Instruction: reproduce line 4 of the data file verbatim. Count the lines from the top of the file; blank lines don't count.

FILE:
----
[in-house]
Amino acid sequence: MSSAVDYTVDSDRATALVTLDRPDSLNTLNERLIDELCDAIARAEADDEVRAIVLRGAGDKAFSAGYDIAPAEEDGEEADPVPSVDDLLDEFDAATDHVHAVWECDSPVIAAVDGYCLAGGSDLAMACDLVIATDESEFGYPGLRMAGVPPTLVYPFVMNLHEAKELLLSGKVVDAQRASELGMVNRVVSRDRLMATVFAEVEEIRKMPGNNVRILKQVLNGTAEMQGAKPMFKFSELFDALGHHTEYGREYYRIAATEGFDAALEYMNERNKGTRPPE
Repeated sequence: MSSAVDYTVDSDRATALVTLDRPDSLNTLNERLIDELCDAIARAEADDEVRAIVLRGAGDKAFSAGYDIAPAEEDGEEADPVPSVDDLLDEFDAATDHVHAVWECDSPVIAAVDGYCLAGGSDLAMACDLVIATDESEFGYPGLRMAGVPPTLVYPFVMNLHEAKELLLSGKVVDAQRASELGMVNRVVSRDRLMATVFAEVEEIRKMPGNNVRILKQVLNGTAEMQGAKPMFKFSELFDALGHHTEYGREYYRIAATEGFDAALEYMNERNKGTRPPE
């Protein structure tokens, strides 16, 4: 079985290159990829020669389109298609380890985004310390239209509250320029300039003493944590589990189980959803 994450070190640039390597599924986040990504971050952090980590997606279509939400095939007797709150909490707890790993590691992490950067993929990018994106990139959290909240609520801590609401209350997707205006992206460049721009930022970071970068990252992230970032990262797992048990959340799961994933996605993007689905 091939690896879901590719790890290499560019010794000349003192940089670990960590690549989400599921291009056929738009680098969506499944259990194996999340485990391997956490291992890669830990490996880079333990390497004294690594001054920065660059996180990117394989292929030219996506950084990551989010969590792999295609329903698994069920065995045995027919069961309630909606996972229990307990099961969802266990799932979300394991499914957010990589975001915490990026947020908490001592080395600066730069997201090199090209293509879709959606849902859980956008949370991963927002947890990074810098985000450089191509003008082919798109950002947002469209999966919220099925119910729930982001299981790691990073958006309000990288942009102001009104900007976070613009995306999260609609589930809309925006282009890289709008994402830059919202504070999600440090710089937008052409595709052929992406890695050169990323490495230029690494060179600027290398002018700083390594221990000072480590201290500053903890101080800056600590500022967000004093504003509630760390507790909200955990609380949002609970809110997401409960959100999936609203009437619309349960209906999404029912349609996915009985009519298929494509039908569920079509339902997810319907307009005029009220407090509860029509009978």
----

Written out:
């Protein structure tokens, strides 16, 4: 079985290159990829020669389109298609380890985004310390239209509250320029300039003493944590589990189980959803 994450070190640039390597599924986040990504971050952090980590997606279509939400095939007797709150909490707890790993590691992490950067993929990018994106990139959290909240609520801590609401209350997707205006992206460049721009930022970071970068990252992230970032990262797992048990959340799961994933996605993007689905 091939690896879901590719790890290499560019010794000349003192940089670990960590690549989400599921291009056929738009680098969506499944259990194996999340485990391997956490291992890669830990490996880079333990390497004294690594001054920065660059996180990117394989292929030219996506950084990551989010969590792999295609329903698994069920065995045995027919069961309630909606996972229990307990099961969802266990799932979300394991499914957010990589975001915490990026947020908490001592080395600066730069997201090199090209293509879709959606849902859980956008949370991963927002947890990074810098985000450089191509003008082919798109950002947002469209999966919220099925119910729930982001299981790691990073958006309000990288942009102001009104900007976070613009995306999260609609589930809309925006282009890289709008994402830059919202504070999600440090710089937008052409595709052929992406890695050169990323490495230029690494060179600027290398002018700083390594221990000072480590201290500053903890101080800056600590500022967000004093504003509630760390507790909200955990609380949002609970809110997401409960959100999936609203009437619309349960209906999404029912349609996915009985009519298929494509039908569920079509339902997810319907307009005029009220407090509860029509009978």